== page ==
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Who Is First-Class Citizen In Programming World?


Have you heard of “first-class” in your programming language? If you are using Javascript, Scala or some other languages that encourage you to use first-class functions, you might be familiar with the concept. Otherwise, you might not.

Code sample of ALGOL 60

The concept of first-class objects (or citizens) was introduced by Christopher Strachey in the 1960s, in which it was mainly adopted to contrast real numbers and procedures. Later, the modern definition of it, which needs to contain the following conditions, was given by Robin Popplestone.

  1. All items can be actual parameters of functions
  2. All items can be returned as results of functions
  3. All items can be the subject of the assignment statements
  4. All items can be tested for equality

Various types of data fulfill these conditions in programming languages such as first-class function, control, message. Among them, it is the first-class function that is the most widely utilized.

First-class Function

A programming language is said to have first-class functions when functions in that language are treated like any other variable. For example, a function can be passed as an argument to other functions, can be returned by another function, and can be assigned as a value to a variable.

In Javascript, you can assign an anonymous function in a variable and then use the variable to invoke the function by adding parentheses () at the end.

A function also can accept another function as an argument, which is called a callback function, and can return a new function treated as a value. (Higher-Order Function)

First-class Collection

A first-class collection is a class that only contains a collection with no other member variables. This, which was designed by Jeff Bay in the ThoughtWorks Anthology (2008), is not so much related to the first-class objects I mentioned above. Rather, it was regarding how to better software design In object-oriented perspective. The author has suggested using first-class collections:

… Each collection gets wrapped in its own class, so now behaviors related to the collection have a home. You may find that filters become part of this new class. Filters may also become function objects in their own right. ALso, your new class can handle activities such as joining two groups together or applying a rule to each element of the group. This is an obvious extension of the rule about instance variables but is important for its own sake as well. A collection is really a type of very useful primitive. It has many behaviors but little semantic intent or clues for either the next programmer or the maintainer.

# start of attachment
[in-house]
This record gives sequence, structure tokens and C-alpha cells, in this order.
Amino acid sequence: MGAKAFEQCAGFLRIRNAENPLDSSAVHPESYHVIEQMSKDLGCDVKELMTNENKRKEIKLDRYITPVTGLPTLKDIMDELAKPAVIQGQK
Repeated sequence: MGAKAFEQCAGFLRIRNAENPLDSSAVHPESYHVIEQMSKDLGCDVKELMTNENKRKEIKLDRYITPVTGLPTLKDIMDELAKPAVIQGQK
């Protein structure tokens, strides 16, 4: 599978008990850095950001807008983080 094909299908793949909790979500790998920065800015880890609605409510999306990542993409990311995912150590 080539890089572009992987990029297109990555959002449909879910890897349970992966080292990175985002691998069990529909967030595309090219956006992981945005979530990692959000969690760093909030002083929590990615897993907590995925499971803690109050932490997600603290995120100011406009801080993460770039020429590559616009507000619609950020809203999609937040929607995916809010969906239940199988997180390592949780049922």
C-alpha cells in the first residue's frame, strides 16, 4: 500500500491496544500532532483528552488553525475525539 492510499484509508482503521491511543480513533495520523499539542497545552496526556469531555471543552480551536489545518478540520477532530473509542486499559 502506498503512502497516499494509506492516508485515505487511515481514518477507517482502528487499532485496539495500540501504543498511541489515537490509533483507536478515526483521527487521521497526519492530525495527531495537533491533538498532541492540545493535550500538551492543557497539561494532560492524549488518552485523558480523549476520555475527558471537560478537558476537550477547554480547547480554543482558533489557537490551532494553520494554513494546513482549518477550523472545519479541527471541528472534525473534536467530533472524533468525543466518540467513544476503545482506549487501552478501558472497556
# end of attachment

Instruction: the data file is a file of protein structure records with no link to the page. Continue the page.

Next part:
- Jeff Bay, The ThoughtWorks Anthology: Essays on Software Technology

This could be implemented by wrapping a collection into a class in the example. Using first-class collections have several advantages:

  1. Make a data structure dependent on business service logic
  2. Guarantee the consistent state of a collection
  3. Manage its state and action at the same time

Make a data structure dependent on business service logic

In this example, the LottoService class has a critical problem that it needs validation logic everywhere lotto numbers are needed, which makes duplicate invocation of the validation methods and an error might happen if some of your teammates have no idea about all the code and domains related to that. You can solve this issue by using the first-class collection.

Guarantee the consistent state of a collection

Making a collection as a variable of a class helps to keep its values consistent. Some say that you can do the same thing declaring it final . Half-right! A final variable is only initialized once but it does not mean you can only put values into the variable once. Actually, you can do whenever you want once it is initialized.

On the other hand, a first-class collection can be customized for your needs. The example code shows that the Order class prohibits adding extra values after initialized so that you definitely cannot add or modify the values of the collection variable in it, which helps you to minimize the side-effects related.

Manage its state and action at the same time

State and action can be managed at the same time by grouping the related code into one class. Why does it need? Imagine that initializing a collection variable and implementing a business logic with it are totally separate.

This can make some mistakes. If you or your successor needs to make a similar function later without knowing the history, the totalSum() is more likely to be made additionally, which is duplicate and makes it hard to maintain source code. You can solve this issue with first-class collections.

Now you can manage the state and action of the List<Pay> at the same time!


The name of First-class has been used in real society to discriminate between the privileged and the others. It is amazing that the concept remains in many programming languages where its usage is very different and further needs to be encouraged to better applications and their maintenance.

Note that it is somewhat controversial to use the first-class collections in your code since I did not find any documentation or guide written in English other than those in Korean, albeit its clear advantages. Please let me know if some of you have any idea about this.

Thanks for reading this post.




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Minho Jang

Minho Jang

Backend Developer, Writer, and Lifelong Learner